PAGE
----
The Shaytan in the Market
by Um Yaqoob
You go into the supermarket to pick up a few items on your list. You are pleased to find you are the only customer in the store. As you walk up and down the aisles, many items attract your attention that you “forgot” to put on the list. By the time you reach the checkout, your basket is full. You have a friendly chat with the clerk as you pay and then go merrily on your way.
When you reach home, you are angry with yourself for talking with the clerk so casually (you are a man and she was a woman or vice versa). You get even more upset when you realize that what you thought were a lot of groceries are very little and you spent a lot of money. As you put things away—or even weeks later—you ask yourself, “Why did I buy that?” After some time, you find yourself throwing unused food from that trip into the trash.
This happens to anyone, anywhere in the world. There is a simple reason for this. The Prophet (peace be upon him) warned us: “If you can, do not be the first one to enter the marketplace. And do not be the last to leave it. For they are the places of the Shaytan and therein he raises his banner.” (Recorded by Muslim)
Yet buying too much and spending too much money in the markets are not the only concerns Muslims should have. Other problems arise to which we should devote our attention.
For example, many people are in the market at prayer time and miss the prayer because they were busy bargaining or comparing prices. Shopping is not an excuse for missing the prayer, particularly in Muslim countries where mosques are sometimes contained within the marketplace. We must either pray in or near the market (in a mosque), return home to pray (if we are women or if we cannot find a proper place to pray) or be careful to time our shopping trips well away from prayer time (e.g., early or mid-morning or after isha’ prayer).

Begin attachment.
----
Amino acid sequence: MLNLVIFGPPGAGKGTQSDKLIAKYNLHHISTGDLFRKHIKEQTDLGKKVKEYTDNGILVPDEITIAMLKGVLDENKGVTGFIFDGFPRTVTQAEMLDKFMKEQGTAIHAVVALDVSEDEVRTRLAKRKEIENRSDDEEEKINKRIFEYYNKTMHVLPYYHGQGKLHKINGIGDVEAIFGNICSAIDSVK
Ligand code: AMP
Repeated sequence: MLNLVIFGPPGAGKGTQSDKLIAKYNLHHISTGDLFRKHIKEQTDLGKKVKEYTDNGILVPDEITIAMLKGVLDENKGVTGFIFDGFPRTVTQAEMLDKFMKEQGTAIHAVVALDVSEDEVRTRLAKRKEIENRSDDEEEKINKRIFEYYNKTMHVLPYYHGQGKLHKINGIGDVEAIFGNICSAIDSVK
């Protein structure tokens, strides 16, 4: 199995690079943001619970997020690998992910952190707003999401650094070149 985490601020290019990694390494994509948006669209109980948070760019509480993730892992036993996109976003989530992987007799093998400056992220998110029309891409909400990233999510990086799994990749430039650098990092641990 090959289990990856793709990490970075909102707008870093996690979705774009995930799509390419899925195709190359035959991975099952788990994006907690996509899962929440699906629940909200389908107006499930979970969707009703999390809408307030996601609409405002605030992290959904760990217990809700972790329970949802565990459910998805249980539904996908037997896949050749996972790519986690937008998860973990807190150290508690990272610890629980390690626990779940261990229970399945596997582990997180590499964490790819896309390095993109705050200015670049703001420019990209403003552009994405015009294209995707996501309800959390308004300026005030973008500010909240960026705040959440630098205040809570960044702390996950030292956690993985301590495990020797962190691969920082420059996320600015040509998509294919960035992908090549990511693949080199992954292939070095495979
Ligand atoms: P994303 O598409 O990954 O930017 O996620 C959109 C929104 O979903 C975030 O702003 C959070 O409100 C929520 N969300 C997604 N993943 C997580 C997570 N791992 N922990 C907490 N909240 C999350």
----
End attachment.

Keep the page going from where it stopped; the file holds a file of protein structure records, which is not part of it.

Another problem is the mixing of men and women in the markets. This makes great potential for fitnah, particularly if the people are not dressed adequately and do not behave modestly (e.g., they do not lower their gaze, women soften their voices when speaking, customers and merchants argue angrily with one another and cheat each other). Men and women in a crowded market may even come into physical contact with each other; thus, it is wise to try to avoid these busy times. Worse than this, many “women’s markets” in Islamic countries — supposedly set up to allow women to shop without the presence of men — have become centers of prostitution!
In addition, many people use the market as a place where they can waste time and money. They go to the market for no specific need but just to walk around and buy only for the sake of spending money or, worse, to look at the women (in the case of men) or the men (in the case of women)! If this habit takes the place of spending time in worship or doing other good deeds or spending our money in Allah’s way (e.g., giving charity), or in any way enters us into the haram, then we must stop it. People are even known to become “shopaholics” where they have physical symptoms, including depression, if they do not go shopping regularly!
Allah has not left us alone in our fight against the Shaytan in the marketplace, however. The Prophet (peace be upon him) taught us the following du’a to say before we enter the market:
La illaha illa Allah wahdahu
La sharika lahu
Lahul mulk wa lahul hamd
Yuhyi wa yumeet
Wa huwa hayyu la yamoot
Wa huwa `ala kulla shay’in qadir
None has the right to be worshipped except Allah, alone,
To Him belongs all sovereignty and praise.
He gives life and He causes death,
And He is living and does not die.
In His hand is all good
And he is over all things omnipotent.